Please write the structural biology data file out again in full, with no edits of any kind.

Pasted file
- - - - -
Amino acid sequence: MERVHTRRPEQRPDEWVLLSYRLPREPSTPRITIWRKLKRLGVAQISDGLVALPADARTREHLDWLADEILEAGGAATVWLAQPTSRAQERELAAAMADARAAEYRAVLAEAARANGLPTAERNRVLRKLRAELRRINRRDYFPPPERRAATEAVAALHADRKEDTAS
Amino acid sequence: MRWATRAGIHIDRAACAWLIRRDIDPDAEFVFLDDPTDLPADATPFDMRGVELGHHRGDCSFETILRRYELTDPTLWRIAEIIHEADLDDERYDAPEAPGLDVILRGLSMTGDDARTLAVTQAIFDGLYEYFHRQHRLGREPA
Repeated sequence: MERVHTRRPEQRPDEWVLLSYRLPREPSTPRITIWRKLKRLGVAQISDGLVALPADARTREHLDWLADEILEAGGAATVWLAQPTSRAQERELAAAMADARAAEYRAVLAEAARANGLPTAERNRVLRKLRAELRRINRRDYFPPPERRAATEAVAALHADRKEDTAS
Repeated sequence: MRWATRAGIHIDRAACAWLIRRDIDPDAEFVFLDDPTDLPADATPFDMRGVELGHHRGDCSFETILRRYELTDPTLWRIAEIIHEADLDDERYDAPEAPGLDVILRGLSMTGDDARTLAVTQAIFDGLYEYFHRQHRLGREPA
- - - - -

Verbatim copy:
Amino acid sequence: MERVHTRRPEQRPDEWVLLSYRLPREPSTPRITIWRKLKRLGVAQISDGLVALPADARTREHLDWLADEILEAGGAATVWLAQPTSRAQERELAAAMADARAAEYRAVLAEAARANGLPTAERNRVLRKLRAELRRINRRDYFPPPERRAATEAVAALHADRKEDTAS
Amino acid sequence: MRWATRAGIHIDRAACAWLIRRDIDPDAEFVFLDDPTDLPADATPFDMRGVELGHHRGDCSFETILRRYELTDPTLWRIAEIIHEADLDDERYDAPEAPGLDVILRGLSMTGDDARTLAVTQAIFDGLYEYFHRQHRLGREPA
Repeated sequence: MERVHTRRPEQRPDEWVLLSYRLPREPSTPRITIWRKLKRLGVAQISDGLVALPADARTREHLDWLADEILEAGGAATVWLAQPTSRAQERELAAAMADARAAEYRAVLAEAARANGLPTAERNRVLRKLRAELRRINRRDYFPPPERRAATEAVAALHADRKEDTAS
Repeated sequence: MRWATRAGIHIDRAACAWLIRRDIDPDAEFVFLDDPTDLPADATPFDMRGVELGHHRGDCSFETILRRYELTDPTLWRIAEIIHEADLDDERYDAPEAPGLDVILRGLSMTGDDARTLAVTQAIFDGLYEYFHRQHRLGREPA